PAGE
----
Sen. Ensign faces questions about affair during forum

Nevada Sen. John Ensign (R) continues to face questions about an extramarital affair as he begins his uphill reelection campaign.

Ensign's poll numbers have taken a hit since he admitted in June 2009 to having an affair with the wife of one of his top aides. Speaking to about 60 seniors in Sun City on Tuesday, Ensign was asked if he'd "repented to God for [his] affair?"

Ensign told the audience he had repented to "my Lord ... but also to my family and to anybody else that I hurt."

The two-term senator knew the question was coming but said he didn't want to "duck it."

"It's something I will regret for the rest of my life," he said, according to the Las Vegas Review Journal. "If I could ever take back anything that I've ever done, this is it."

Despite the affair and an investigation by the Senate Ethics Committee for allegedly helping his aide, Doug Hampton, land work as a lobbyist, Ensign is gearing up to seek reelection. To do that, he'll need to win over his skeptical supporters and convince his donors he can win. Ensign said he plans to raise $12 million for his reelection effort.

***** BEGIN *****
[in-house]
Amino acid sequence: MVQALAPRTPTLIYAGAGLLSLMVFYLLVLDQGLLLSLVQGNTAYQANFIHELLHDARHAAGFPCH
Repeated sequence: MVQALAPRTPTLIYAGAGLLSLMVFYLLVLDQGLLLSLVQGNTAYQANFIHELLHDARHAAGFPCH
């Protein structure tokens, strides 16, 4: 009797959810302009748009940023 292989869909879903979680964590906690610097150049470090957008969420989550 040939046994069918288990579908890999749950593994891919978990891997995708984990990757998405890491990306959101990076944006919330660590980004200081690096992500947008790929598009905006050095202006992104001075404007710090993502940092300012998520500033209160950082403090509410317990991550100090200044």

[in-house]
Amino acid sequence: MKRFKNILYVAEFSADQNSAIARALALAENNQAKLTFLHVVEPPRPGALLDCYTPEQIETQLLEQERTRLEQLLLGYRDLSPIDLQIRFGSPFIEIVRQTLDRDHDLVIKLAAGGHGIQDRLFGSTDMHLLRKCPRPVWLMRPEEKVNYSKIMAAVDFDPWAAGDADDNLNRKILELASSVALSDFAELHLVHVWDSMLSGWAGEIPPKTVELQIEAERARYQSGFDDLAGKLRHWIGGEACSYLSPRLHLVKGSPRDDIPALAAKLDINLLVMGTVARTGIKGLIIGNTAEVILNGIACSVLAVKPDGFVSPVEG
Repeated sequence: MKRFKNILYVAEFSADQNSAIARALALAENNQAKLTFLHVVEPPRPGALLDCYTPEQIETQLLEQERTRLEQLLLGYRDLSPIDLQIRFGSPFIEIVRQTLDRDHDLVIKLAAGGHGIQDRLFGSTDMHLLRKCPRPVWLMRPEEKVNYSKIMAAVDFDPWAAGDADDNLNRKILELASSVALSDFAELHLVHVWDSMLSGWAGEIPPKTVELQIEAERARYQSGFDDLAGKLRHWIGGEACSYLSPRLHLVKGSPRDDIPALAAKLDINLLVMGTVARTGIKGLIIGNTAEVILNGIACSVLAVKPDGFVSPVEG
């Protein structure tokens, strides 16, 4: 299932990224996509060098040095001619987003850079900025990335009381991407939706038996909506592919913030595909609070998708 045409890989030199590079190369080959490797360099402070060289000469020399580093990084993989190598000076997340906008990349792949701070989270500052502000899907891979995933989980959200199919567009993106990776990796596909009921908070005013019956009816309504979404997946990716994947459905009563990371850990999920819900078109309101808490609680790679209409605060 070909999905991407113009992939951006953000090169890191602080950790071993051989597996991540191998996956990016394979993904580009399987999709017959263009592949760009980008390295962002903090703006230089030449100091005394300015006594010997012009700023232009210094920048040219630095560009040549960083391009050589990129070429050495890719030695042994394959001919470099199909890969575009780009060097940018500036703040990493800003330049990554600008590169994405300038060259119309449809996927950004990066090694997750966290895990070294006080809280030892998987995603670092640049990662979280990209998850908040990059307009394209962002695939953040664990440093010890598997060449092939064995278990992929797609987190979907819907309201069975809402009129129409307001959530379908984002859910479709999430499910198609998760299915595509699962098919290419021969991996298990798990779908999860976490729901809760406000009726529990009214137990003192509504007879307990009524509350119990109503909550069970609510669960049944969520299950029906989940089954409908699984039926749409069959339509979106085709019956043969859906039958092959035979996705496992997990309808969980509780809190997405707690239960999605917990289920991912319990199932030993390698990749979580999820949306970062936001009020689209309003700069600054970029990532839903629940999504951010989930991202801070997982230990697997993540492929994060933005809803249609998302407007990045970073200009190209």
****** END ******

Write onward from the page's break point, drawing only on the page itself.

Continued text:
"I would not run if I did not think I could win," he said. "Experts have written me off before."

His first obstacle will be a Republican primary, where he's likely to face at least one strong challenger.

But Ensign had only positive things to say about Rep. Dean Heller (R-Nev.), potentially his strongest challenger. "If Dean Heller runs, that's his own business," he said. "I think Dean's done a good job as a member of Congress, and I said that at every Lincoln Day dinner I did this weekend."

Meanwhile, Democrats may be looking beyond Rep. Shelley Berkley (D-Nev.) to find a nominee.

Guy Cecil, executive director of the Democratic Senatorial Campaign Committee, was in Nevada this week meeting with Secretary of State Ross Miller (D), Treasurer Kate Marshall (D) and Attorney General Catherine Cortez Masto (D).